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Backpacking Food Basics

5 Nutrition Myths That No Hiker Should Believe

Don't fall for these food fibs.

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When you’re getting ready for a hike, do you shop for energy bars and fill your hydration pack with water? Do you stock ready-to-eat meals in your garage for years and then feed them to your kids on camping trips? I do, and I have an advanced degree in public health. Even for experts, it can be hard to tell the good nutritional advice from the bad. I enlisted Julia Delves of Trailside Kitchen, a holistic chef and nutritionist who runs a four-week program dedicated to helping outdoorsy folk improve how they eat, to help me uncover five common myths about eating on the trail.

Myth: All carbs are created equal. All proteins are created equal. All fats are created equal.

Reality: “Food was naturally designed in its perfect form to be easily absorbed. Stop messing with it!” Delves says.

One of the first challenges Delves gives to participants in her four-week program is to learn how their bodies process natural whole carbohydrates differently than their processed variants.

“Eating refined carbohydrates is like trying to keep a bonfire going all night with newspaper,” she says. “Eating unrefined complex carbohydrates, like brown rice or quinoa, is like using large logs. They burn better and longer, give off better heat, and improve your overall enjoyment.”

With fats, Delves explains that “throughout history, our omega-6 to omega-3 ratio was about 1 until the industrial revolution, when vegetable oils began to take over. Today, that ratio is about 20:1” That promotes inflammation, which means slower recovery from big days. Fight back by consuming omega-3-rich foods like avocados, bone broth, flax oil, nut butter, olives, and seeds. Avoid hydrogenated oils, trans fats, shortening.

Animal welfare aside, there’s evidence that grass-fed beef and pasture-raised poultry and eggs have higher levels of omega-3s too. If you are vegetarian, keep in mind that most plant proteins are incomplete, meaning that they don’t have all the amino acids that our bodies need. Even quinoa and soy, often cited as complete proteins, lack some amino acids in sufficient quantities. They key is variety: eat different kinds of beans, grains, legumes, and nuts over the course of a few days.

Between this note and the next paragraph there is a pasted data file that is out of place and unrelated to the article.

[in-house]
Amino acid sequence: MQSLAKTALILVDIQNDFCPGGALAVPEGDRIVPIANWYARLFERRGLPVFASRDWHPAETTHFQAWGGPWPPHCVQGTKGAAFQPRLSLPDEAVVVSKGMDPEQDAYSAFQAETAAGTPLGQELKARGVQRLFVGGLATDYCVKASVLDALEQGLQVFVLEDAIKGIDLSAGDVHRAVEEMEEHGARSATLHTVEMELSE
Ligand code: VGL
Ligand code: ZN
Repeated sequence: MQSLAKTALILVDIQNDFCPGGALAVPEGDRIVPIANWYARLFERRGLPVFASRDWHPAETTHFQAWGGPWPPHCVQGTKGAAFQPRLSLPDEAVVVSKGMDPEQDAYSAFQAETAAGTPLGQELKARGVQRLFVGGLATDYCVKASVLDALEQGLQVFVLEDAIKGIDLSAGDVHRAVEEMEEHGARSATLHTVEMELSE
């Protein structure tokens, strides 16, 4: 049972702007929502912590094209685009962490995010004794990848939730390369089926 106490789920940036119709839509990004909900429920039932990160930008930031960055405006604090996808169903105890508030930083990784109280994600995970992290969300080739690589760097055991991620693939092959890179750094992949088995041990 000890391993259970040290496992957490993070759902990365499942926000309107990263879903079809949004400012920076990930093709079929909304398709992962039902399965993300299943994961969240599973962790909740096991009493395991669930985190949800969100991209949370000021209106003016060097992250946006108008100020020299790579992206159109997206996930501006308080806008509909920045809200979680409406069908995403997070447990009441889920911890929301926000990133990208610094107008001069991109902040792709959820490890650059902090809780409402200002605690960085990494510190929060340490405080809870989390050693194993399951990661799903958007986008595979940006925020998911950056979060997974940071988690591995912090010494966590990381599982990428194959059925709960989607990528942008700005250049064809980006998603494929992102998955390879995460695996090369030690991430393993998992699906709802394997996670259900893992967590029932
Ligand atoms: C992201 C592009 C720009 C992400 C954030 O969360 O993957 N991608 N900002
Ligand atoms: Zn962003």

One thing you can go ahead and skip: fish oil. “Our bodies can make EPA and DHA from the essential omega-3 fats found in foods like flax and chia seeds, walnuts, and olive and canola oil,” says Daniel Freidenreich, Professor of Health & Exercise Science at Rowan University. 

Myth: When you are thirsty, drink water (or Gatorade).

Reality: When you are thirsty, drink water mixed with salt, or electrolyte drinks like those from Hammer Nutrition or GU. The extra salt will not only help your body retain water, but also help ward off potentially deadly hyponatremia in hot weather. “On average, people lose about one gram of sodium per liter of sweat,” says Friedenreich. Salt is critical because it maintains your blood pressure, balances fluids, transmits nerve impulses and activates muscles. Mix in 3.5 grams per liter of water; You can increase the palatability by flavoring it with sliced fruit like strawberries or oranges. When it comes to bottled sports drinks, be cautious: Many contain lots of sugar, but very little salt.

Myth: Energy, nutrition, or protein bars are good sources of fuel.

Reality: In general, energy bars are mostly good sources of sugar. That’s not necessarily a bad thing on a hard trail run or ski tour—it burns quickly, providing a readily-available source of energy—but it can cause blood sugar to spike and crash.

Complicating things further, sugar in bars isn’t always labeled as such. Keep your eyes peeled for ingredients like brown rice syrup, tapioca syrup, agave syrup, and dried cane syrup. Delves recommends that hikers looking for a quick energy boost instead turn to natural sources of sugar like fruit, honey, and maple syrup instead.

If you’re looking for a simple snack that won’t cause you to crash, nutritionist Georgine Leung recommends a sandwich: spread some peanut butter or other type of nut butter between two slices of wheat bread. If you do decide to go with minimally-processed bars, consider Epic Bars and Patagonia Provisions’ Fruit and Almond Bar.

Myth: Ready-to-eat meals are nutritious and have super-long shelf lives.

Reality: It depends on how the food is preserved. Dehydrated meals are easy and cheap, but they lose nutrients during the heating process. Freeze-dried meals, on the other hand, maintain most of their nutritional value—sometimes more than fresh ingredients that have been sitting in the fridge. They have a significantly longer shelf-life than dehydrated foods, since the process maintains the structure of the food’s cellular walls.

If you’re eating freeze-dried, you have options. AlpineAire uses both freeze-dried and dehydrated ingredients. Backpacker’s Pantry states that “the first time the ingredients are cooked together is when boiling water is poured into the bag.” Mountain House fully cooks their meals before freeze drying, which the company claims better preserves the meals’ flavor.

In terms of longevity, freeze-dried meals can last as long as 30 years. Contrast that with MREs, which average about three years “depending on environmental conditions – the cooler it is, the longer they last.” Leung says, “MREs are designed as a quick fix for energy needs under extreme conditions, and are not meant for long-term consumption. The nutrition profile fluctuates from meal to meal. Dietary fiber has been a concern for MRE meals, a lack of which can lead to problems such as constipation.”

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